Sunday, August 27, 2017

(R) Identifying Normally Distributed Data - Pt. I

A good portion of statistics, as it is taught in the academic setting, focuses specifically on a single aspect of the subject matter, that aspect being the normal distribution. Normal distributions often occur in very large observational sets, however, there are also instances where a small observational pattern may exhibit characteristics of a normal distribution. Once a set is identified as conforming to this distribution type, various inferences can be made about the data, and various modeling techniques can be applied.

For this article, we will be using the sample data set: "SDSample":

SDSample <- c(7.00, 5.10, 4.80, 2.90, 4.80, 5.80, 6.40, 6.10, 4.30, 7.20, 5.30, 4.00, 5.50, 5.40, 4.70, 4.50, 5.00, 4.70, 6.10, 5.10, 5.20, 5.00, 4.20, 5.10, 4.90, 5.30, 2.90, 5.80, 3.50, 4.90, 5.80, 6.10, 3.00, 5.90, 4.30, 5.30, 4.70, 6.40, 4.60, 3.50, 5.00, 3.50, 4.10, 5.70, 4.90, 6.10, 5.30, 6.90, 4.60, 4.90, 4.00, 3.90, 4.50, 5.90, 5.20, 7.20, 4.60, 4.40, 5.40, 5.90, 3.10, 5.60, 5.10, 4.40, 4.50, 3.10, 4.50, 6.00, 6.00, 5.10, 7.30, 4.60, 3.20, 4.10, 5.10, 4.90, 5.10, 5.60, 4.10, 5.70, 4.70, 5.70, 5.50, 4.50, 5.20, 5.00, 5.40, 5.10, 3.90, 4.30, 4.10, 4.30, 4.40, 2.40, 5.40, 6.30, 5.50, 4.30, 4.90, 2.90)

Creating a Frequency Histogram

Assuming that "SDSample" contains sample observation data, our first in analyzing the data in order to check for normality, is to create a histogram.

freq = TRUE,
col = "Blue",
xlab = "Vector Values",
ylab = "Frequency",
main = "Frequency Histogram")

The output should resemble:

Shapiro-Wilk Normality Test

After viewing the histogram, we should proceed with performing a Shapiro-Wilks Test. This can be achieved with the following example code:


This produces the following console output:

Shapiro-Wilk normality test

data: SDSample
W = 0.98523, p-value = 0.3298

But what does this mean?

Without an assumed alpha level, it means nothing at all. However, with a determined alpha level, a hypothesis test can be created which tests for normality. We will assume an alpha value of

Well, assuming an alpha value of .05 (α = .05), or stating that we wish to, with 95% confidence, state that the data does fit a normal distribution...through the use of the Shapiro-Wilk normality test, we can create a hypothesis test to prove just that.

If P <= .05 we would reject the null hypothesis, meaning, that we could state that:

With 95% confidence the data does not fit the normal distribution.

If P > .05, we would accept the hypothesis, meaning, that we could state that:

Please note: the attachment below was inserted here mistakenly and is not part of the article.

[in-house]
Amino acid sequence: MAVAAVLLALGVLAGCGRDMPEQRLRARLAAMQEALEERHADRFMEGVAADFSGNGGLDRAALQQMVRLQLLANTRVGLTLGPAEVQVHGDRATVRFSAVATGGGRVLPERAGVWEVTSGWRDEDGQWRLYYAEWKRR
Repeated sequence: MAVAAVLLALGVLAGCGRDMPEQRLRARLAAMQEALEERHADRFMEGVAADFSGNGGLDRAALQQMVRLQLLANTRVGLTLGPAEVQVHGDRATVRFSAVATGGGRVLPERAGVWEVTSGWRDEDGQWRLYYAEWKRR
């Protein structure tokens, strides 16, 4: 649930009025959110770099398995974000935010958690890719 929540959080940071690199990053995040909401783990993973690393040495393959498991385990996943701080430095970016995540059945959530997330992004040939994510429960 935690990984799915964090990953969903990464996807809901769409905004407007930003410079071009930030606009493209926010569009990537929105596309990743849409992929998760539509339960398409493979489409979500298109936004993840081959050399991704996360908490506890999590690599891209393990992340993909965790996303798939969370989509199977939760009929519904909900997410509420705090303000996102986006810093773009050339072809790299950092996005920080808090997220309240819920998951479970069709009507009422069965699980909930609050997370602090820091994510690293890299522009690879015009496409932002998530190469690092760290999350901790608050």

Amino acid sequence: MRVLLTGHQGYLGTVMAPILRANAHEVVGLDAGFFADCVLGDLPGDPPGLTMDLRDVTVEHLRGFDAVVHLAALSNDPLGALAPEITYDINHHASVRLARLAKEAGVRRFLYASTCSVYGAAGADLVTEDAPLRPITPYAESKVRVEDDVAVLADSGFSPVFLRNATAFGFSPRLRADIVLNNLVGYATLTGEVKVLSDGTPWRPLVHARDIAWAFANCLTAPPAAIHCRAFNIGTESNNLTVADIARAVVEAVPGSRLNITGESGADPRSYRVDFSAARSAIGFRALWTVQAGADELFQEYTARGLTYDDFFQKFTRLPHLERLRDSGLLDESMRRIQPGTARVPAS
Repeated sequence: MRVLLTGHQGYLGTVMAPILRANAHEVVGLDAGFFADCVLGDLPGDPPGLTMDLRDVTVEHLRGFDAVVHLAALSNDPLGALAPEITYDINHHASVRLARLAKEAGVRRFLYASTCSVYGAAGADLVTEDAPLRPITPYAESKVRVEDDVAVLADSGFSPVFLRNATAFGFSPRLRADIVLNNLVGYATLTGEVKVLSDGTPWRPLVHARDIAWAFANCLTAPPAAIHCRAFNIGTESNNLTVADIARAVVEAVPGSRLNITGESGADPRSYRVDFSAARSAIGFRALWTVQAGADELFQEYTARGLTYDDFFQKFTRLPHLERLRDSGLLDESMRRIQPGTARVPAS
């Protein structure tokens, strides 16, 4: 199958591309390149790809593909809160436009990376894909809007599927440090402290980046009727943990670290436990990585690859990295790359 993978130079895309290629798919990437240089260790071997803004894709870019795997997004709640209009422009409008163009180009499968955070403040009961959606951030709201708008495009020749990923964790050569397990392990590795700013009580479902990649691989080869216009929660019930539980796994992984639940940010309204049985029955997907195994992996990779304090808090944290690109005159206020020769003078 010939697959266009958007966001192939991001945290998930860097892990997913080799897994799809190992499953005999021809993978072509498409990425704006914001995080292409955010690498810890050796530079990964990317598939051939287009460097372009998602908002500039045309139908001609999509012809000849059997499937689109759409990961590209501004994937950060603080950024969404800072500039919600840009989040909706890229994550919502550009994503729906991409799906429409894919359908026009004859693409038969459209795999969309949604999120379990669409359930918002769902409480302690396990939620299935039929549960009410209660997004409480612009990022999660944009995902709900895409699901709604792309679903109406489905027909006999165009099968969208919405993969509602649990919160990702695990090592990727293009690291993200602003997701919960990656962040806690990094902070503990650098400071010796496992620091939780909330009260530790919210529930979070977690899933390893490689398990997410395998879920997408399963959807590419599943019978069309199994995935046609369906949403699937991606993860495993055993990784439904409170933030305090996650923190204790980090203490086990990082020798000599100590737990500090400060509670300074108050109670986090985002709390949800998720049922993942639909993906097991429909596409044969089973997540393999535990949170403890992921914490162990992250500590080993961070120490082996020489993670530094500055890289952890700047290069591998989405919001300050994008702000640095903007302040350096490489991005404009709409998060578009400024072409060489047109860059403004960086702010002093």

No significant departure from normality was found.

In this case, P = 0.3298, and 0.3298 > .05, therefore, we can state:

No significant departure from normality was found.


Assuming an Alpha Value of .05, and applying the Shapiro-Wilk normality test, no significant departure from normality was found.

However, since the test is biased by sample size, the test may indicate statistically significant results in a large samples, even when this is not the case. Thus a Q-Q plot is required for verification in addition to the test. *

Q-Q Plot

As previously mentioned, the size of the data set that Shapiro-Wilk normality test is applied to can have a significant impact on its accuracy. This is why Q-Q plot utilization is recommended to double check the results of the test.

To create a Q-Q plot, please utilize the sample code:

qqnorm(SDSample, main="")

This should produce the following output:

Ideally, if the data is normally distributed, the dotted plots should follow the solid trend line as closely as possible.

The Q-Q plot is reasonably consistent with normality.

For more information on how to interpret the Q-Q plot, please click on the link below:

Plotting The Probability Density of A Normal Distribution

Before proceeding with this coding sample, I want to be clear, that this method does not produce a Kernel Density Plot. Meaning, that the method that is presented below, will take any number of data points and plot them as if the distribution was perfectly normalized. Therefore, this graphical representation only serves as just that. Any data that is subject to the methods below will be graphed as if it the data selection occurred within a normal distribution.

First we will need to find the mean of the data vector:


# mean = 4.940 #

Then we need to derive the standard deviation.


# sd = 0.9978765 #

# Now we will assign the ‘SDSample’ vector to vector "x" #

x <- SDSample

# This code produces a new vector which consists of the probability density values of all "SDSample" data vector values. It does so under the assumption, that these values occurred within a normal distribution with a mean value of 4.940, and a standard deviation of 0.9978765 #

y <- dnorm(SDSample, mean = 4.940, sd = 0.9978765)

# This code plots the distribution #

plot(x,y, main="Normal Distribution / Mean = 4.940 / SD = .998", ylab="Density", xlab="Value", las=1)

# This code creates a vertical line on the plot which indicates the position of the mean value #


From this code, we are presented with the image:

Kernel Density Plot

In this graphic, what is being illustrated, is the density of independently occurring values on the x-axis. Notice that the illustration is not perfectly bell shaped. This was not going to be initially include this as part of this article, but I feel that it should be presented due to its significance, and also, to demonstrate how it differs from the previous example.

d <- density(SDSample)
plot(d, main ="Kernel Density of X")
polygon(d, col="grey", border="blue")

The output would be:

In the next article, we will discuss inferences that can be made pertaining to normally distributed data, and methods which can be utilized to draw further conclusions.


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